In Hungary, officials of the Fidesz government of Prime Minister Viktor Orbán have indicated that they are considering charges against no fewer than three former prime ministers for “criminal” mismanagement of the economy. In a somewhat similar case, Iceland, a country with a strong devotion to civil liberties, is preparing to try Geir Haarde, who was serving as prime minister in 2008 when first the banking system and then the economy collapsed. A formal indictment was approved by Iceland’s parliament in September. It charges that Haarde showed “serious nonfeasance … in the face of major danger looming over Icelandic financial institutions and the state treasury.” A member of the parliamentary committee that prepared the charges added that “the wrong thing he did was to do nothing.” Haarde faces two years of imprisonment if convicted.
These examples suggest that we may be witnessing a new phenomenon, what one analyst called “criminal prosecution for political motives.” This trend is all the more disquieting because it is taking place in countries that either boast genuine democratic credentials or aspire to acceptance as members of the democratic community.
It hardly needs to be noted that in any democratic setting, the powerful should be held to account for their actions. In Taiwan, former president Chen Shui-bian was convicted in 2009 of using his position for personal enrichment, and it is generally agreed that real crimes were punished in a series of cases against him.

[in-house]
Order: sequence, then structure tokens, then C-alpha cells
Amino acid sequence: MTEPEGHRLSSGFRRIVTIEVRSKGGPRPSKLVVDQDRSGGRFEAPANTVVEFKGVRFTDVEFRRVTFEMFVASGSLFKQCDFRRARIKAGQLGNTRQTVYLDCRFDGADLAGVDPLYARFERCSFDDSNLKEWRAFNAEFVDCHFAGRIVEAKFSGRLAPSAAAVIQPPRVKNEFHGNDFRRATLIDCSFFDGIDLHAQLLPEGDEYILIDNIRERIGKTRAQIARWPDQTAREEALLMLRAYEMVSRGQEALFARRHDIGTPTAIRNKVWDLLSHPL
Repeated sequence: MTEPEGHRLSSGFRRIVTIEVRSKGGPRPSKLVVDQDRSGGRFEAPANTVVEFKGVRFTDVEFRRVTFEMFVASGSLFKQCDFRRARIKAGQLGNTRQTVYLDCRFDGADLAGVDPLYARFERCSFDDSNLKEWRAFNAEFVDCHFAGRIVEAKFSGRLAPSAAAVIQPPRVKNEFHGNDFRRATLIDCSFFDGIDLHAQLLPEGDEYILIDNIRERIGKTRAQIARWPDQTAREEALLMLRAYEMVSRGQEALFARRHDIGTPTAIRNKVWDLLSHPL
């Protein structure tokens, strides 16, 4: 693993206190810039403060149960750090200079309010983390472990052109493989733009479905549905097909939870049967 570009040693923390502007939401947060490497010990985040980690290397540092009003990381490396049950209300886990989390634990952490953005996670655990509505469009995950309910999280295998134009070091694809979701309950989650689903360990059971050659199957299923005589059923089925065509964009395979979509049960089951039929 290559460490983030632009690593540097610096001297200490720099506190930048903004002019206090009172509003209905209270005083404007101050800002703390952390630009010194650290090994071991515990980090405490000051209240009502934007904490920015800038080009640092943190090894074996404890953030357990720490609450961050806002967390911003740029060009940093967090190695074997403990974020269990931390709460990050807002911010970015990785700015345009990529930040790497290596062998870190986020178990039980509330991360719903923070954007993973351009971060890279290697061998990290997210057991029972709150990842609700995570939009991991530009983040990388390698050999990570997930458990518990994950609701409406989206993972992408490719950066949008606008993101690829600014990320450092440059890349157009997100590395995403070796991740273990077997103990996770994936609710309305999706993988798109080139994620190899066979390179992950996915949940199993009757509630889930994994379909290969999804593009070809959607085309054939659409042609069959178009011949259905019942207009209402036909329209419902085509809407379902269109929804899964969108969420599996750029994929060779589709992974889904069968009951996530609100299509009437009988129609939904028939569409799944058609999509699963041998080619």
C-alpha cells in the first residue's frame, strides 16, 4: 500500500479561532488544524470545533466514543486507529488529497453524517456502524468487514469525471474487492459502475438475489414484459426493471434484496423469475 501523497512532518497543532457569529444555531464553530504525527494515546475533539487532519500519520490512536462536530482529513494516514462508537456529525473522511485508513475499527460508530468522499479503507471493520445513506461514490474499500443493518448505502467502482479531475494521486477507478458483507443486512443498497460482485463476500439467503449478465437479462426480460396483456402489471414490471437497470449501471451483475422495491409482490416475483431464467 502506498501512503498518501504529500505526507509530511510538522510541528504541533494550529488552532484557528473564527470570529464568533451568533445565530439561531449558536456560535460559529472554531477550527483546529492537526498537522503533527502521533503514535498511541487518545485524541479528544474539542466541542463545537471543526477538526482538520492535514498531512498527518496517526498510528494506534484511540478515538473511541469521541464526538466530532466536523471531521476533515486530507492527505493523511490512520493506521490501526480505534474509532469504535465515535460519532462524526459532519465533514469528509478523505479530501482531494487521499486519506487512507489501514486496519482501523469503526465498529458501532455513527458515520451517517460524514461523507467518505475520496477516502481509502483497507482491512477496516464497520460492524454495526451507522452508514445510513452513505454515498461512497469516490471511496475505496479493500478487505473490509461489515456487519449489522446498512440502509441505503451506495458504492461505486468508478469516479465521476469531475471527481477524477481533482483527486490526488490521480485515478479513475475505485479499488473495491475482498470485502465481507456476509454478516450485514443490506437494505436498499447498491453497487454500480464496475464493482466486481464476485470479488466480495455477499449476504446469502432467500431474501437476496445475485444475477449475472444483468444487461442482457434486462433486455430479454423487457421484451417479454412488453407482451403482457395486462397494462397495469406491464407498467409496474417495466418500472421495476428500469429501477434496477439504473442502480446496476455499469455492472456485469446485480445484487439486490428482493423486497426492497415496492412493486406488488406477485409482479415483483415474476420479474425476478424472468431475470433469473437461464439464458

Yet the Taiwan case reminds us of the awesome challenges these trials of former leaders pose for societies that adhere to democratic norms. While most observers felt that some of the charges brought against Chen had merit, outside legal experts raised questions about certain aspects of the corruption cases brought against Chen and other leaders of the Democratic Progressive Party.
Several of these cases—certainly those in Hungary and Iceland, and in Ukraine as well—are driven in part by popular outrage over economic decline. And clearly there are voters in every country suffering from high unemployment rates and waves of home foreclosures who want those responsible to pay for their actions. This makes it all the more important to emphasize that, under the rule of law, political leaders should not be treated as criminals simply for brokering bad treaties, showing poor judgment, or “doing nothing” to prevent subsequent crises.
Why should we care about the fate of mediocre, incompetent, or polarizing political leaders? To begin with, a lack of faith in the justice system has been a curse for countless new democracies, and nothing reinforces popular cynicism more than the persecution of the opposition. There is also the danger that such courtroom vengeance will trigger a tit-for-tat response when the opposition attains power, raising the stakes of elections to the point that poll rigging, removal of term limits, and other authoritarian practices become palatable to those in government. Finally, there is the real possibility that talented and honest figures will opt out of electoral politics altogether if it comes to be seen as a hazardous profession. Those who remain—those who are most comfortable in dangerous environments—will not be politicians wedded to the standards of democratic government. Instead they will be more than willing to yield to the authoritarian temptation.